But Sinema’s also played a central part in some of President Joe Biden’s biggest legislative accomplishments so far, including laws on infrastructure, same-sex marriage and gun safety. That’s not lost on Senate Democrats who recognize the value of her affable relationship with Senate Republicans and ability to shape significant bipartisan legislation.

While the incumbent has $7.9 million in the bank for a potential run and Gallego blasts her as in the pocket of big donors, he isn’t just hunting in the grassroots for money to spend against Sinema. Gallego is set to host a high-dollar fundraiser in Washington on Feb. 28, with the suggested contributions starting at $500, according to an invitation obtained by POLITICO.

Larry Cohen, board chair of the Sanders-aligned Our Revolution, said that “Democrats have an obligation to support the Democratic nominee and build the Arizona Party.” Yet even as outside organizations push for more Gallego endorsements, spokesperson Rebecca Katz said that’s not where the candidate is devoting his attention.

“While a number of Ruben’s colleagues have reached out to offer their encouragement, this decision belongs to the people of Arizona, and that’s who he’s focused on,” Katz said. “Caring more about what powerful people in D.C. think than actual Arizonans is kind of the whole problem with Sinema.”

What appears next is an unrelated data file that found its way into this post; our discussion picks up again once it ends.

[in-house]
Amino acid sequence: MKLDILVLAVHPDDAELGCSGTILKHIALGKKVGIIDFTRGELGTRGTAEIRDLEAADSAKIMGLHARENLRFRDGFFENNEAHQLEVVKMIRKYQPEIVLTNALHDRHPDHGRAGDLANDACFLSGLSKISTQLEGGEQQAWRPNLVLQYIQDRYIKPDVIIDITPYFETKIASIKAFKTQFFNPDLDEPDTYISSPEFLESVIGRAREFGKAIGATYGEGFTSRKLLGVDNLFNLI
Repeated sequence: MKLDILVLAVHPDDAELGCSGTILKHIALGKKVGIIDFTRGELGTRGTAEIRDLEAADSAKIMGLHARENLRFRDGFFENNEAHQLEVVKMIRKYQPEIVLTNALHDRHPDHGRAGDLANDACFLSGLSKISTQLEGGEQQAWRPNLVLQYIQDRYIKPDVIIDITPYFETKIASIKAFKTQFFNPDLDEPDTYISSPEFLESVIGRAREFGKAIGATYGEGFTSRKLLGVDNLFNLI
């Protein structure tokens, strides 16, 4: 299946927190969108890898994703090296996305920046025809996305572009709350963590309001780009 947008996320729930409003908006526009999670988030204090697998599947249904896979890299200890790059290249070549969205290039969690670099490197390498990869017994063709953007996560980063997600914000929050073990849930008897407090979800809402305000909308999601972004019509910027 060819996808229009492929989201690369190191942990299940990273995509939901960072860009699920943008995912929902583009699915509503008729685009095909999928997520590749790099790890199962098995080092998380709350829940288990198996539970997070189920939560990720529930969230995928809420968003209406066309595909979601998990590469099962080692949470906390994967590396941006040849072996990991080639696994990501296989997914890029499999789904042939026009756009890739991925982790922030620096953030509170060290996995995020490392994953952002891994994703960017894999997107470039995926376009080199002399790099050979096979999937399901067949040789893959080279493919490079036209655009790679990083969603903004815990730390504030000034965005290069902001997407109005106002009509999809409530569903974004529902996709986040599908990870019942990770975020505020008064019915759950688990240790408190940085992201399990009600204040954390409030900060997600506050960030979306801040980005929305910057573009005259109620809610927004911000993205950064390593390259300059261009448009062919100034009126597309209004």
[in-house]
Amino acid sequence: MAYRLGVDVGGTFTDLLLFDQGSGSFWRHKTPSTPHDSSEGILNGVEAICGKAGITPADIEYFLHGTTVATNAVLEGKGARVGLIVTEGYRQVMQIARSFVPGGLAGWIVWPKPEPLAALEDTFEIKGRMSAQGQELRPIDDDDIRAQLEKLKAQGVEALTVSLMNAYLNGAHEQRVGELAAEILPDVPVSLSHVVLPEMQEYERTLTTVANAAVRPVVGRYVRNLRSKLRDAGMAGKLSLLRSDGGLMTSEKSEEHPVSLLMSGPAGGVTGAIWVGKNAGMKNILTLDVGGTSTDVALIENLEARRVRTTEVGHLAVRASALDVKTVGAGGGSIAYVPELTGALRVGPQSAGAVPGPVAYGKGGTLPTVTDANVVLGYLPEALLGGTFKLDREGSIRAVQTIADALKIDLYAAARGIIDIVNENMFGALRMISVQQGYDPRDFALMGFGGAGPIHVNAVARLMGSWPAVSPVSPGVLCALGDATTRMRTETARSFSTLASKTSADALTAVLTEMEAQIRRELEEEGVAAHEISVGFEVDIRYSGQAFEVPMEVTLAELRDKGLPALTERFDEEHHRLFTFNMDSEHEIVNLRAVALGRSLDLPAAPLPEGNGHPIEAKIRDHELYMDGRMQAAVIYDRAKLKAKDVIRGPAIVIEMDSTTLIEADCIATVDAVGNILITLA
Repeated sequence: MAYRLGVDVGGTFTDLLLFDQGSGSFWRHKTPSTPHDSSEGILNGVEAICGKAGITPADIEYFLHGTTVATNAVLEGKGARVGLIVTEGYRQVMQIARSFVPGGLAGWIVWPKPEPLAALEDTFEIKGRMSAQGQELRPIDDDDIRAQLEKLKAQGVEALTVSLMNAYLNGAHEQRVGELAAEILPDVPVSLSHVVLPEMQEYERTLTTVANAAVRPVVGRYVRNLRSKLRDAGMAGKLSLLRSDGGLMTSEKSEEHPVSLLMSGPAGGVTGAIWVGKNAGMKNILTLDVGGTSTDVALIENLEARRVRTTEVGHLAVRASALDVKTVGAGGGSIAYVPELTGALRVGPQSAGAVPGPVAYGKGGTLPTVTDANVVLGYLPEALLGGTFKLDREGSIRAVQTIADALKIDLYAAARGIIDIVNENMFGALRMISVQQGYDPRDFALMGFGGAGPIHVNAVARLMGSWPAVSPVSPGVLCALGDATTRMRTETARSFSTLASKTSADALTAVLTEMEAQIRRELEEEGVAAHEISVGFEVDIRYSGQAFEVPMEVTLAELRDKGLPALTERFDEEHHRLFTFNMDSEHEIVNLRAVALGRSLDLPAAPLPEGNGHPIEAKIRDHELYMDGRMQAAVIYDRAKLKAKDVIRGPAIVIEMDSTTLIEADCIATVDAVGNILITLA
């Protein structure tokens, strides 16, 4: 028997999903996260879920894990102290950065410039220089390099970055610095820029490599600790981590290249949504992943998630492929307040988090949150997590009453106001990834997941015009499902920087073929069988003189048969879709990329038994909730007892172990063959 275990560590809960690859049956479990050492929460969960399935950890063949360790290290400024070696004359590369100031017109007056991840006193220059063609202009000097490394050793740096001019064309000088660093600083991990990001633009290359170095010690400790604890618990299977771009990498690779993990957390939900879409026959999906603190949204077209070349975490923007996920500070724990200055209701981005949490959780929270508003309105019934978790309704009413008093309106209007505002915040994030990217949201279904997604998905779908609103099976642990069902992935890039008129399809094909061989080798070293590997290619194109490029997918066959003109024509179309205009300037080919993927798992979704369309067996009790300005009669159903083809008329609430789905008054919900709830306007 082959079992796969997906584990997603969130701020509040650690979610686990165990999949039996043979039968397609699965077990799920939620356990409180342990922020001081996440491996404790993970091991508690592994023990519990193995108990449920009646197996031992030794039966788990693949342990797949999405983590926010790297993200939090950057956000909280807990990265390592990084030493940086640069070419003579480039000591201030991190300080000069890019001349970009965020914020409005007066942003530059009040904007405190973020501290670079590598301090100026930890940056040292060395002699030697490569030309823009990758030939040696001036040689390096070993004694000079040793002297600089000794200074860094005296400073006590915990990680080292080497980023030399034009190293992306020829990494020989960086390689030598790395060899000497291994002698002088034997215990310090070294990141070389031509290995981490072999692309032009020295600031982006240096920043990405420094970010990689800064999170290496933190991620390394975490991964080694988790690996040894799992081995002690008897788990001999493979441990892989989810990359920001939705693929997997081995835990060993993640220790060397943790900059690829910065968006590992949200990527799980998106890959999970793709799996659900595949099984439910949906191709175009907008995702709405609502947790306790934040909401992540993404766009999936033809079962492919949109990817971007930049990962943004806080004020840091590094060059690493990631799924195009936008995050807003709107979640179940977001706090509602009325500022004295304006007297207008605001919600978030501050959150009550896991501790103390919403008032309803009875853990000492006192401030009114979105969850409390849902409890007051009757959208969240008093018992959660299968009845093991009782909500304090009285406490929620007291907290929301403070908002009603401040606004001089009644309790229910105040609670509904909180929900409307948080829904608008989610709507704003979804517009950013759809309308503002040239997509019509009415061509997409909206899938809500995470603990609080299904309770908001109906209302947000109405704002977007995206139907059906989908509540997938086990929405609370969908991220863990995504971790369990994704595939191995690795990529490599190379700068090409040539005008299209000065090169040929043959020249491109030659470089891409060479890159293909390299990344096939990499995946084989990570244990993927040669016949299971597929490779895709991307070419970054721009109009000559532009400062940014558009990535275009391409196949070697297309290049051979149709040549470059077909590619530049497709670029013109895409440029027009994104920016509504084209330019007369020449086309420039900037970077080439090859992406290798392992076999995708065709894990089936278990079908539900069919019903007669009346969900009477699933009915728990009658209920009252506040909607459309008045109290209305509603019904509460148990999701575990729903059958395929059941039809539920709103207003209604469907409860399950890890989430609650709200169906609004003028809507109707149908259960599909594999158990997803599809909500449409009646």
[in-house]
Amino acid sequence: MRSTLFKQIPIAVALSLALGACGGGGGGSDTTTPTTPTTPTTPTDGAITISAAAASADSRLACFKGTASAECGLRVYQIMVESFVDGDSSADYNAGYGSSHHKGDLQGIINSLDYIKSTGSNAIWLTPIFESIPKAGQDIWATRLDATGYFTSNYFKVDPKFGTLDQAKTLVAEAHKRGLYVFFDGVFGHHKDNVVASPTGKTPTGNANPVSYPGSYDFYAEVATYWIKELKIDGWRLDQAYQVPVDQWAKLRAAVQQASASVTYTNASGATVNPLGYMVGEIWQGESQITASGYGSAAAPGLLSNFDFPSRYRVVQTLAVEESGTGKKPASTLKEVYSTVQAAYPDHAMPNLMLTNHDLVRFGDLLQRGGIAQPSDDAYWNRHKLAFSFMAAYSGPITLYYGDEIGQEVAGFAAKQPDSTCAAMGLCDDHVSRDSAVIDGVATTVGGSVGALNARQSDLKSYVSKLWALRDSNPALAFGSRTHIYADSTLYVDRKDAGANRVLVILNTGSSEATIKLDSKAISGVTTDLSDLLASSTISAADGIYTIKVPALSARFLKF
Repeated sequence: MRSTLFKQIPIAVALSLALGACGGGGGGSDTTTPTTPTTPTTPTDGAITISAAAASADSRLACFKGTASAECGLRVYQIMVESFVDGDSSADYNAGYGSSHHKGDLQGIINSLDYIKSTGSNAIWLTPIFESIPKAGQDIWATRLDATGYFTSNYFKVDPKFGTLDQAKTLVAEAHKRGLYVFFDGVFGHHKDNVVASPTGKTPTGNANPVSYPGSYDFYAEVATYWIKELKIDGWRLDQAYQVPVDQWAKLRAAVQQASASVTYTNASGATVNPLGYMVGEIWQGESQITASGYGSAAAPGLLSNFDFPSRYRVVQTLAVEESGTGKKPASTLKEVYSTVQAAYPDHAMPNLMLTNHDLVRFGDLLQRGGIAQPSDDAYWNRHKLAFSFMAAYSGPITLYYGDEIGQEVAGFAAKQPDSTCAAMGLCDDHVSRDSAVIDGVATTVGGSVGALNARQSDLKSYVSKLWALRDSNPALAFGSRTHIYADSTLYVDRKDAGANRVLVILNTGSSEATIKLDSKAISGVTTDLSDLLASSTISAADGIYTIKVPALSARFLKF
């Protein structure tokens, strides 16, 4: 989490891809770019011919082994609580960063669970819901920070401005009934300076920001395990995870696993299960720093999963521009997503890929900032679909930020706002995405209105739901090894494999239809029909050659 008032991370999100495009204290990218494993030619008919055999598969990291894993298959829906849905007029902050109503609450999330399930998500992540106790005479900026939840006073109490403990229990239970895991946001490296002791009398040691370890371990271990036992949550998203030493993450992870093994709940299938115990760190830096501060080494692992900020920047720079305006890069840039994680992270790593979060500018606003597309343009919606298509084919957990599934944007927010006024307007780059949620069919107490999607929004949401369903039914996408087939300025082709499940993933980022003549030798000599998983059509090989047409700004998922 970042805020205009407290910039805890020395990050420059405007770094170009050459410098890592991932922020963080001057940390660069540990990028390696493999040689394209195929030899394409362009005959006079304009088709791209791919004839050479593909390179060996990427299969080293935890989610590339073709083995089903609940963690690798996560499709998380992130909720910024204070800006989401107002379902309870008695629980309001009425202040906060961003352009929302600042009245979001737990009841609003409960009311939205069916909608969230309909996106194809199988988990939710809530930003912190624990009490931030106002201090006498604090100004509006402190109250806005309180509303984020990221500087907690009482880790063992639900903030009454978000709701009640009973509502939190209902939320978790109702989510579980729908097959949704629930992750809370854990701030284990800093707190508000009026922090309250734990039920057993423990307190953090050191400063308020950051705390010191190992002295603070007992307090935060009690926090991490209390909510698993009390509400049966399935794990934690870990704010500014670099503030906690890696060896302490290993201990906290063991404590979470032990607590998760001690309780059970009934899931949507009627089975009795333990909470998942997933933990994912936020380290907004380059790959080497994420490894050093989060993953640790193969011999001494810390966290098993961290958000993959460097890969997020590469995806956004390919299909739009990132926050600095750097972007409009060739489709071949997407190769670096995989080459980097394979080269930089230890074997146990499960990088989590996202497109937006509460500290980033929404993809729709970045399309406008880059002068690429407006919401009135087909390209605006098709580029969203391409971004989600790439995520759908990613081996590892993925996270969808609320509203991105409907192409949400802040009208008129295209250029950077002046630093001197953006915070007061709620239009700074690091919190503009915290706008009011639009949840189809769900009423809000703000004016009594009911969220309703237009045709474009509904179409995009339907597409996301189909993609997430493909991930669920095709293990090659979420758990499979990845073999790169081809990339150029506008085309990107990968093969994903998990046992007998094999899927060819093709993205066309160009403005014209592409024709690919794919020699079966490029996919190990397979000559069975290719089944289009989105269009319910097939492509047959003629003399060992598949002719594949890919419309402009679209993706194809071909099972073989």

Only a small group of Senate Democrats are willing to even entertain questions about Gallego, all while declining to talk about a potential Sinema reelection bid. Sen. Richard Blumenthal (D-Conn.) called Gallego a “very impressive and effective legislator” and welcomed the Arizonan’s interest in a move across the Capitol. But Blumenthal also made clear that he rarely endorses in primaries and highlighted that Sinema’s reelection plans are up in the air.

Members of the Congressional Hispanic Caucus, including Sens. Ben Ray Luján (D-N.M.), Sen. Robert Menendez (D-N.J.) and Catherine Cortez Masto (D-Nev.), could also face pressure to back Gallego, according to a Democrat close to the Arizona congressman. Luján said Wednesday that “Ruben’s a good person, cares about people” but was noncommittal about the race, only observing that “at the end we’ll see how this all plays out.” Menendez declined to comment and said he’s focused on his own reelection.

Meanwhile, Senate Republicans are more than happy to watch it all from the sidelines, continuing to publicly hope Sinema ends up with switching caucuses and joining them on the other side of the aisle. Republicans have lost the last three Senate races in Arizona, most recently in 2022, when Sen. Mark Kelly (D-Ariz.) defeated Blake Masters.

Senate Minority Leader Mitch McConnell said this week that the Gallego bid is a “big dilemma for the Senate Democratic majority.”

“I’m pretty sure you were asking a bunch of questions along those lines right before we came out here,” McConnell told reporters gathered for his weekly press conference. “I look forward to reading which answers, if any, you got.”

Zach Warmbrodt and Sarah Ferris contributed to this report.